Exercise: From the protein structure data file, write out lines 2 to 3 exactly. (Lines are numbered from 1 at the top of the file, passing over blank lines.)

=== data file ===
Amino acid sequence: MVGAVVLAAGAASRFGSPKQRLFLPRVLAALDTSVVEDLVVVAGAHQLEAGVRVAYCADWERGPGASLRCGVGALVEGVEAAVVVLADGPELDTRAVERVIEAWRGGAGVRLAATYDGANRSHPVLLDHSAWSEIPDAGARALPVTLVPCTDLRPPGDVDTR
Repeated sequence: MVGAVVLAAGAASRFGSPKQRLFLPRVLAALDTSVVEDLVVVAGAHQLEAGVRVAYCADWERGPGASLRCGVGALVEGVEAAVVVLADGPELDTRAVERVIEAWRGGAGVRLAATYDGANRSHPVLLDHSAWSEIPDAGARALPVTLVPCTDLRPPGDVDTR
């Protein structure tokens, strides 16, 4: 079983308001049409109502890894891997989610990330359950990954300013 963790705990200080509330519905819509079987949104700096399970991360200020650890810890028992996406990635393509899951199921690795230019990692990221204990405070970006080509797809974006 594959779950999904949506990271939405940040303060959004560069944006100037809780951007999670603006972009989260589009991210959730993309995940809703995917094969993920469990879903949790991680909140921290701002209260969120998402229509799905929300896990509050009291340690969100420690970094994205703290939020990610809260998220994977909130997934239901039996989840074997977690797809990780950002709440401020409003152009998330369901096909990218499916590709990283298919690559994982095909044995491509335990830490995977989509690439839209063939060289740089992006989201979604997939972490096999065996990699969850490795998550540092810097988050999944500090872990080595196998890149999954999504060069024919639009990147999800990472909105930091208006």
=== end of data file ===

Repeated sequence: MVGAVVLAAGAASRFGSPKQRLFLPRVLAALDTSVVEDLVVVAGAHQLEAGVRVAYCADWERGPGASLRCGVGALVEGVEAAVVVLADGPELDTRAVERVIEAWRGGAGVRLAATYDGANRSHPVLLDHSAWSEIPDAGARALPVTLVPCTDLRPPGDVDTR
């Protein structure tokens, strides 16, 4: 079983308001049409109502890894891997989610990330359950990954300013 963790705990200080509330519905819509079987949104700096399970991360200020650890810890028992996406990635393509899951199921690795230019990692990221204990405070970006080509797809974006 594959779950999904949506990271939405940040303060959004560069944006100037809780951007999670603006972009989260589009991210959730993309995940809703995917094969993920469990879903949790991680909140921290701002209260969120998402229509799905929300896990509050009291340690969100420690970094994205703290939020990610809260998220994977909130997934239901039996989840074997977690797809990780950002709440401020409003152009998330369901096909990218499916590709990283298919690559994982095909044995491509335990830490995977989509690439839209063939060289740089992006989201979604997939972490096999065996990699969850490795998550540092810097988050999944500090872990080595196998890149999954999504060069024919639009990147999800990472909105930091208006």